Cat Articles: Behavior

Why Does My Cat Lick Me? 

Understanding what it means when your cat gives you sandpaper kisses.  

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image of a cat licking it's owner

Cats have many endearing behaviors that sometimes surprise us. Though we might think dogs are the resident licking champions, any Pet Parent of a feline knows cats lick too! Let’s look at a few reasons why your cat may lick — and learn how you can intervene when it turns into a tongue bath.

She likes you!

Cats seal their bond with each other by licking. If your cat licks you once or twice like a kiss, it could be a show of affection towards you — a sign she’s comfortable and loves her family.

She’s “grooming” you.

If your cat licks you over and over again, it might mean she’s attempting to teach you how to groom yourself (don’t take it personally!). Tongue baths are something kittens learn from their mothers as a way to keep clean or find comfort.

She has a thing for your hair.

Your cat companion may even lick your hair because she detects a particular taste or scent in it that she likes. Try not to encourage this behavior — human hair and hair products can be dangerous for cat consumption.

She’s saying, “Hey, you’re part of my pack!”

While it’s common for cats to mark their territory by urinating on things, licking also distributes pheromones to indicate: “This is mine, and I want everyone to know.” If your feline friend licks you, she may be marking you as part of her pack. If other cats sometimes shy away from you, it’s possible they smell that you belong to another cat.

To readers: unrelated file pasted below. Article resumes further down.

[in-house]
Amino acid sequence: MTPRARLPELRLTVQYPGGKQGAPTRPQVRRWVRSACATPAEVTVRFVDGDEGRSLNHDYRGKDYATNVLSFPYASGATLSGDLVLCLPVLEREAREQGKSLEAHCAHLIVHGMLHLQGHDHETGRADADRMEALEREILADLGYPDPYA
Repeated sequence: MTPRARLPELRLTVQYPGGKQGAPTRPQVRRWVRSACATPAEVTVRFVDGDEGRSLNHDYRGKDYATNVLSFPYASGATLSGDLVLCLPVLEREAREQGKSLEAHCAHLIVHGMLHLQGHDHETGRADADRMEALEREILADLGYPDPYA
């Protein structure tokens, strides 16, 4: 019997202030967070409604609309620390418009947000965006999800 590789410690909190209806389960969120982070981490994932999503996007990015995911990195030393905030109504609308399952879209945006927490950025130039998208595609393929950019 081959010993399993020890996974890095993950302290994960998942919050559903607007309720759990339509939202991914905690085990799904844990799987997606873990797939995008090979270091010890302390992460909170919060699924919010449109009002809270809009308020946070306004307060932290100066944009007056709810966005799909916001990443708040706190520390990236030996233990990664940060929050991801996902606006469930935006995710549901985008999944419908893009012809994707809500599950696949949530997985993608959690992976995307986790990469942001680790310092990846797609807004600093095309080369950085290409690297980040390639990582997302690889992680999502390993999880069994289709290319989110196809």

She’s trying to soothe your nerves.

“Cats are super-attentive to their owner’s mood, so you might find your fluffball is more affectionate when you’re stressed or sick. She may be attempting to calm your anxiety the same way you would pet your furry feline if she seemed nervous.”  
— Dr. Vickie Carmella, Director of Veterinary Scientific Affairs at Blue Buffalo

Don’t dig it? Here’s how to stop a licking spree.  

Though your cat may be trying to comfort you, sometimes being licked by a cat may feel uncomfortable. This is because a cat’s tongue has tiny, backward-facing barbs called papillae. Papillae move through a cat’s fur like a comb when she licks, and they have about the same hardness as human fingernails — which can make their tongues feel like sandpaper. 

To discourage your feline friend from licking you: 

  • Don’t talk, pet, or engage with her when she licks 
  • Move to another part of the room
  • Put a barrier between you and your cat
  • Distract her with her favorite toys

Most of the time, when your cat licks you it means she’s showing you a little love! 

So enjoy those sandpapery kisses if your favorite feline happens to be the kissy kind.